(BASW are still taking evidence on the role of the social worker in adoption, ethics, human rights at Adoptionenquiry@basw.co.uk)


The Guardian on tackling child poverty 

The Almost 300 Sure Start children’s centres have closed since 2010 report discusses the Child Poverty in the UK (Target for Reduction) 2016-17 private members bill about to be introduced into Parliament.


Media reports we found notably balanced, accurate or otherwise helpful to transparency this week

The BBC News report on adoption breakdown in the wake of the Victoria Derbyshire show

I sent my adopted son back into care reports the families’ accounts from the show and goes on to explore placement breakdown, placements of older children and the adoption support fund more fully. A balanced piece, careful to place the traumatic breakdown experiences (of adults and children alike) in a wider context from the outset with ‘thousands of children are successfully adopted each year, but a small number of cases will end in failure. So what makes an adoptive parent return their child into care?‘ It also helpfully links readers not just to the Victoria Derbyshire show but also to Julie Selwyn’s 2014 research on adoption breakdowns published by the Department for Education.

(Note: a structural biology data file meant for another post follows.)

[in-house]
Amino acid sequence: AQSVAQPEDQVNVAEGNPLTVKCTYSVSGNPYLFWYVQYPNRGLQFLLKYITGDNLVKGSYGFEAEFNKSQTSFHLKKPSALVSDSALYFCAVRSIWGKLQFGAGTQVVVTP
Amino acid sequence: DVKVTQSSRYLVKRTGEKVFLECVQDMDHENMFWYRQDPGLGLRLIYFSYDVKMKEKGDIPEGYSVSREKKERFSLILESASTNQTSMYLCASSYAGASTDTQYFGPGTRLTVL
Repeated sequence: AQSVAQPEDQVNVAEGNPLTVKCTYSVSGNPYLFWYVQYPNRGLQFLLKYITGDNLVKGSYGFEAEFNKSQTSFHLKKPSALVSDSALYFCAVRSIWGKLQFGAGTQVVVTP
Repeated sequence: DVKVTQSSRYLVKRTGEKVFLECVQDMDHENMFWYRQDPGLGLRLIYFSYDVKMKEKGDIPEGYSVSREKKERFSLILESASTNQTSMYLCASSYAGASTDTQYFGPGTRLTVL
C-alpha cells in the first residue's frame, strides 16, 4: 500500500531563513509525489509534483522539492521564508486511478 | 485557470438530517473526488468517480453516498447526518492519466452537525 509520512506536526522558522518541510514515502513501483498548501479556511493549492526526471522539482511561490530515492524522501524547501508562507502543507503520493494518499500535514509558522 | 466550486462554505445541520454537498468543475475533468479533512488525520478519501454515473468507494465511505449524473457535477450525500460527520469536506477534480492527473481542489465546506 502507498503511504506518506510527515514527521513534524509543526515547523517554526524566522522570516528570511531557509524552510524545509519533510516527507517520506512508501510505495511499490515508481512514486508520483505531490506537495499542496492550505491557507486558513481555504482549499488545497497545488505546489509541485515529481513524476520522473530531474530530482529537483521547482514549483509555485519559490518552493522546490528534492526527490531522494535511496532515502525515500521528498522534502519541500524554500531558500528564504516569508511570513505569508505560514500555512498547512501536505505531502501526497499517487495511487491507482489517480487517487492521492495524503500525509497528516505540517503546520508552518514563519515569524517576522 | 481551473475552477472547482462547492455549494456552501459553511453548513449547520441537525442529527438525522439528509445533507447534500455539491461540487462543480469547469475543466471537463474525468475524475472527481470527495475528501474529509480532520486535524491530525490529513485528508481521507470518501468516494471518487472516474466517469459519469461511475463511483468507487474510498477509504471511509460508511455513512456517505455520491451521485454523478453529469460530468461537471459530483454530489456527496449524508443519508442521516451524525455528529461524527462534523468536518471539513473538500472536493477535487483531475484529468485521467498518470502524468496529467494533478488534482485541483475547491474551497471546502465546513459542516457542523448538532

(A Mirror article followed, largely quoting the BBC report with Parents who sent their adopted children BACK into care reveal why they made the heartbreaking decision) 


And in case you missed this blog…

The Daily Mail’s Court of Protection explainer : “What is the Court of Protection?”



In case you missed these blogs this week…

The end of Human Rights Act claims for misuse of section 20?


Re X – a trade off between privacy and anonymity?


Coercing the obdurate (and other exercises in futility)…





The ALC have published an open letter to Liz Truss making some key points on cross-examination of children and adults by alleged perpetrators of abuse in family cases and offering assistance to the much welcome review.


Information Commissioners Office (ICO) publish Code of Practice on Anonymisation: Managing the Data Protection risk

Whilst the anonymisation techniques in the newly published code don’t transfer over to family law cases, the data protection context of effective anonymisation practice, also applicable to family law judgments, is usefully set out. The reminder that: With ever increasing amounts of personal information in the public domain, it is important that organisations have a structured and methodical approach to assessing the risks is also noteworthy.


Online divorce pilot 

The Law Society Gazette report that MOJ confirmation of a pilot of certain matrimonial proceedings in Nottingham, with further pilots to be rolled out. New practice direction 36D Procedure for using an online system to generate applications in certain proceedings for a matrimonial order was published last week.